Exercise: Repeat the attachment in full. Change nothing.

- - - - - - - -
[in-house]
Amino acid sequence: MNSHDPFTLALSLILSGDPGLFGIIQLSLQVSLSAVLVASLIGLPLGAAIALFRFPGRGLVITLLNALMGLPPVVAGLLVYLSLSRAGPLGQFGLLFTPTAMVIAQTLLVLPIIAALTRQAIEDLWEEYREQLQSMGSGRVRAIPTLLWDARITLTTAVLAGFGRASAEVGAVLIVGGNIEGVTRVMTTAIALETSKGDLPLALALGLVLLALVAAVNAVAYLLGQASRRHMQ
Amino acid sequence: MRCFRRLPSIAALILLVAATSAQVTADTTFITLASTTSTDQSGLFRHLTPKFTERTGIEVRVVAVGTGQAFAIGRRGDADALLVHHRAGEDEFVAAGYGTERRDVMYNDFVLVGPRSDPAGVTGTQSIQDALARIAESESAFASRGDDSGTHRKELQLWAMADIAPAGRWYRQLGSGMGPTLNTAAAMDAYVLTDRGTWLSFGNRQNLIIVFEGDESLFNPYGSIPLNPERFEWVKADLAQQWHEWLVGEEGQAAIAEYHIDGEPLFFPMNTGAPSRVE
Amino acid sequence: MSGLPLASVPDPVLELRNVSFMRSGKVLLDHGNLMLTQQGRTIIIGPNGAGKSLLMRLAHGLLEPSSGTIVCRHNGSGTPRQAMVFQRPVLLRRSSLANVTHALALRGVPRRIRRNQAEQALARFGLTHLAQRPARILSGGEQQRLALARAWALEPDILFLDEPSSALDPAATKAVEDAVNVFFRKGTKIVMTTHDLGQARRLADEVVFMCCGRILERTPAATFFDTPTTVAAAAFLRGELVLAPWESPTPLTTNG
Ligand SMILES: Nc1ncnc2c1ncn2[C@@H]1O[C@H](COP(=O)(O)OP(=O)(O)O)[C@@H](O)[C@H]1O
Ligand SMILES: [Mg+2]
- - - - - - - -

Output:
[in-house]
Amino acid sequence: MNSHDPFTLALSLILSGDPGLFGIIQLSLQVSLSAVLVASLIGLPLGAAIALFRFPGRGLVITLLNALMGLPPVVAGLLVYLSLSRAGPLGQFGLLFTPTAMVIAQTLLVLPIIAALTRQAIEDLWEEYREQLQSMGSGRVRAIPTLLWDARITLTTAVLAGFGRASAEVGAVLIVGGNIEGVTRVMTTAIALETSKGDLPLALALGLVLLALVAAVNAVAYLLGQASRRHMQ
Amino acid sequence: MRCFRRLPSIAALILLVAATSAQVTADTTFITLASTTSTDQSGLFRHLTPKFTERTGIEVRVVAVGTGQAFAIGRRGDADALLVHHRAGEDEFVAAGYGTERRDVMYNDFVLVGPRSDPAGVTGTQSIQDALARIAESESAFASRGDDSGTHRKELQLWAMADIAPAGRWYRQLGSGMGPTLNTAAAMDAYVLTDRGTWLSFGNRQNLIIVFEGDESLFNPYGSIPLNPERFEWVKADLAQQWHEWLVGEEGQAAIAEYHIDGEPLFFPMNTGAPSRVE
Amino acid sequence: MSGLPLASVPDPVLELRNVSFMRSGKVLLDHGNLMLTQQGRTIIIGPNGAGKSLLMRLAHGLLEPSSGTIVCRHNGSGTPRQAMVFQRPVLLRRSSLANVTHALALRGVPRRIRRNQAEQALARFGLTHLAQRPARILSGGEQQRLALARAWALEPDILFLDEPSSALDPAATKAVEDAVNVFFRKGTKIVMTTHDLGQARRLADEVVFMCCGRILERTPAATFFDTPTTVAAAAFLRGELVLAPWESPTPLTTNG
Ligand SMILES: Nc1ncnc2c1ncn2[C@@H]1O[C@H](COP(=O)(O)OP(=O)(O)O)[C@@H](O)[C@H]1O
Ligand SMILES: [Mg+2]